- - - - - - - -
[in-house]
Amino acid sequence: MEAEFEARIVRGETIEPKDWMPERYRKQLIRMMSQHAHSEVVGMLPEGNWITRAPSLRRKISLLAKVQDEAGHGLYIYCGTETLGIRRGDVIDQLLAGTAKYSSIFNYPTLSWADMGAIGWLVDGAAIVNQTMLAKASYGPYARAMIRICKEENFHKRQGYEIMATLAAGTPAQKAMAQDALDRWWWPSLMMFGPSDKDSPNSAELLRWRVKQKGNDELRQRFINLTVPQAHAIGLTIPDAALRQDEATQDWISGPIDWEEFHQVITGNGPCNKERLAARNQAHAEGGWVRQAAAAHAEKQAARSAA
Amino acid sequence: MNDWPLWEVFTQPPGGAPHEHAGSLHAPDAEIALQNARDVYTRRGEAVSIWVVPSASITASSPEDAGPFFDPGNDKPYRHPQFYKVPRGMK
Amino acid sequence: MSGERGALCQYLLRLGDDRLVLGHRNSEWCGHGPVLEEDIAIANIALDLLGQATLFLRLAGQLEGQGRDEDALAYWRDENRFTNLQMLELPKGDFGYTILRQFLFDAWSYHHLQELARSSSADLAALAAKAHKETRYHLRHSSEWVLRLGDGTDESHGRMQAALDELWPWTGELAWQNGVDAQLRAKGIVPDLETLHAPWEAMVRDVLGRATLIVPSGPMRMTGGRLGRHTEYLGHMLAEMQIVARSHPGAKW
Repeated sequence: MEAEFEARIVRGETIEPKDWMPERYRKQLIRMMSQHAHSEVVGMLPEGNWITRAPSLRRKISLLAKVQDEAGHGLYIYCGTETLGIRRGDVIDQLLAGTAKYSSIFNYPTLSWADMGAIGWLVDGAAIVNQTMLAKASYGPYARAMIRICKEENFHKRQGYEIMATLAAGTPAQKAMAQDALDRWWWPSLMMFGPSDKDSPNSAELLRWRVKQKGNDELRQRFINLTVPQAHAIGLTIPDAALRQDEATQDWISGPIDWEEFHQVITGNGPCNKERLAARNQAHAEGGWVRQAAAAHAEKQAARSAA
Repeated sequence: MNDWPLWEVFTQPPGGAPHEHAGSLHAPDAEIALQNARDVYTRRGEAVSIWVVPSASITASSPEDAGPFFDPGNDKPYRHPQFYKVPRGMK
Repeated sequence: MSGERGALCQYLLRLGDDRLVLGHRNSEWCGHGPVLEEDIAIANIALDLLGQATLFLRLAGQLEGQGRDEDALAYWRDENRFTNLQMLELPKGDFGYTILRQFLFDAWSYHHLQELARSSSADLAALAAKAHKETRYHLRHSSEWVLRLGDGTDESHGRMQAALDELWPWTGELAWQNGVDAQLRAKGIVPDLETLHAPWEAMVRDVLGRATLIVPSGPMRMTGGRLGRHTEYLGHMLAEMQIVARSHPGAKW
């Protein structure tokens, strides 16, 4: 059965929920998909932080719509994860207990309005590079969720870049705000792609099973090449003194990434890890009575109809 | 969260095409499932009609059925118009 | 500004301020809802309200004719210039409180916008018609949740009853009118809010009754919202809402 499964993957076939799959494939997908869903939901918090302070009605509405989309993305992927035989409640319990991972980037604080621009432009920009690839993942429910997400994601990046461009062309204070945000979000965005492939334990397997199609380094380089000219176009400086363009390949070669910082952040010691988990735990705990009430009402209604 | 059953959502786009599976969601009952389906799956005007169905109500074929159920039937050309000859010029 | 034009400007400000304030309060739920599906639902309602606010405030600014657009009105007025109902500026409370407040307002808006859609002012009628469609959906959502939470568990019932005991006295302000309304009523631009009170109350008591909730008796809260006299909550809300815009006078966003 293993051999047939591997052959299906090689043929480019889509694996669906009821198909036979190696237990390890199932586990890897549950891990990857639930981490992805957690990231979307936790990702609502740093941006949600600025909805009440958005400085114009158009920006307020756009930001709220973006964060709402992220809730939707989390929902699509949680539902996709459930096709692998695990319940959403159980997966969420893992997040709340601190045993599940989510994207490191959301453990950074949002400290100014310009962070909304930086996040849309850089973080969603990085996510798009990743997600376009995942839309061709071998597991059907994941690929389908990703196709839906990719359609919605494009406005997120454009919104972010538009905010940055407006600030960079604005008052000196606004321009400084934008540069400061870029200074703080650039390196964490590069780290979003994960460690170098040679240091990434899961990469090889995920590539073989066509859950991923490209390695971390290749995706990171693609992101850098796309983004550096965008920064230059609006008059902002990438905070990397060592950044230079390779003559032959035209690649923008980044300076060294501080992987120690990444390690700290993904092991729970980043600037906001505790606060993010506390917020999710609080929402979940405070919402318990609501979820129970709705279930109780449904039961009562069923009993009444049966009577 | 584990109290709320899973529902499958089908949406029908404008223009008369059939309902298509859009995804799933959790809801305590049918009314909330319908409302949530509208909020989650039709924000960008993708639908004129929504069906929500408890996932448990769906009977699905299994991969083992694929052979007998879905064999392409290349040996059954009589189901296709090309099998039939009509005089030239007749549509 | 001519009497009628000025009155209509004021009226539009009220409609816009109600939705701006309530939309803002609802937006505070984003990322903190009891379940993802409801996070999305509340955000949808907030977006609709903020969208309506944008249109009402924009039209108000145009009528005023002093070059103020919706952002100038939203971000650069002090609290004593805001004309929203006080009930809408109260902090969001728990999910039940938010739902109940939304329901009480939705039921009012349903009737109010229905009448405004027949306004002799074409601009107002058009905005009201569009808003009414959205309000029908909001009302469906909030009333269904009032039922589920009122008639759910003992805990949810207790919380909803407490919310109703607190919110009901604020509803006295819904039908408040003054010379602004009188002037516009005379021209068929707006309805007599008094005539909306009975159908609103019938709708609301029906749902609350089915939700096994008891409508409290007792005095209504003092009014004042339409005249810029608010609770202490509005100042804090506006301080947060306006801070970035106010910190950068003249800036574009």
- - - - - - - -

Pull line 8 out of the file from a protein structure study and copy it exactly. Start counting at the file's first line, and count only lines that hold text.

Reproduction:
């Protein structure tokens, strides 16, 4: 059965929920998909932080719509994860207990309005590079969720870049705000792609099973090449003194990434890890009575109809 | 969260095409499932009609059925118009 | 500004301020809802309200004719210039409180916008018609949740009853009118809010009754919202809402 499964993957076939799959494939997908869903939901918090302070009605509405989309993305992927035989409640319990991972980037604080621009432009920009690839993942429910997400994601990046461009062309204070945000979000965005492939334990397997199609380094380089000219176009400086363009390949070669910082952040010691988990735990705990009430009402209604 | 059953959502786009599976969601009952389906799956005007169905109500074929159920039937050309000859010029 | 034009400007400000304030309060739920599906639902309602606010405030600014657009009105007025109902500026409370407040307002808006859609002012009628469609959906959502939470568990019932005991006295302000309304009523631009009170109350008591909730008796809260006299909550809300815009006078966003 293993051999047939591997052959299906090689043929480019889509694996669906009821198909036979190696237990390890199932586990890897549950891990990857639930981490992805957690990231979307936790990702609502740093941006949600600025909805009440958005400085114009158009920006307020756009930001709220973006964060709402992220809730939707989390929902699509949680539902996709459930096709692998695990319940959403159980997966969420893992997040709340601190045993599940989510994207490191959301453990950074949002400290100014310009962070909304930086996040849309850089973080969603990085996510798009990743997600376009995942839309061709071998597991059907994941690929389908990703196709839906990719359609919605494009406005997120454009919104972010538009905010940055407006600030960079604005008052000196606004321009400084934008540069400061870029200074703080650039390196964490590069780290979003994960460690170098040679240091990434899961990469090889995920590539073989066509859950991923490209390695971390290749995706990171693609992101850098796309983004550096965008920064230059609006008059902002990438905070990397060592950044230079390779003559032959035209690649923008980044300076060294501080992987120690990444390690700290993904092991729970980043600037906001505790606060993010506390917020999710609080929402979940405070919402318990609501979820129970709705279930109780449904039961009562069923009993009444049966009577 | 584990109290709320899973529902499958089908949406029908404008223009008369059939309902298509859009995804799933959790809801305590049918009314909330319908409302949530509208909020989650039709924000960008993708639908004129929504069906929500408890996932448990769906009977699905299994991969083992694929052979007998879905064999392409290349040996059954009589189901296709090309099998039939009509005089030239007749549509 | 001519009497009628000025009155209509004021009226539009009220409609816009109600939705701006309530939309803002609802937006505070984003990322903190009891379940993802409801996070999305509340955000949808907030977006609709903020969208309506944008249109009402924009039209108000145009009528005023002093070059103020919706952002100038939203971000650069002090609290004593805001004309929203006080009930809408109260902090969001728990999910039940938010739902109940939304329901009480939705039921009012349903009737109010229905009448405004027949306004002799074409601009107002058009905005009201569009808003009414959205309000029908909001009302469906909030009333269904009032039922589920009122008639759910003992805990949810207790919380909803407490919310109703607190919110009901604020509803006295819904039908408040003054010379602004009188002037516009005379021209068929707006309805007599008094005539909306009975159908609103019938709708609301029906749902609350089915939700096994008891409508409290007792005095209504003092009014004042339409005249810029608010609770202490509005100042804090506006301080947060306006801070970035106010910190950068003249800036574009």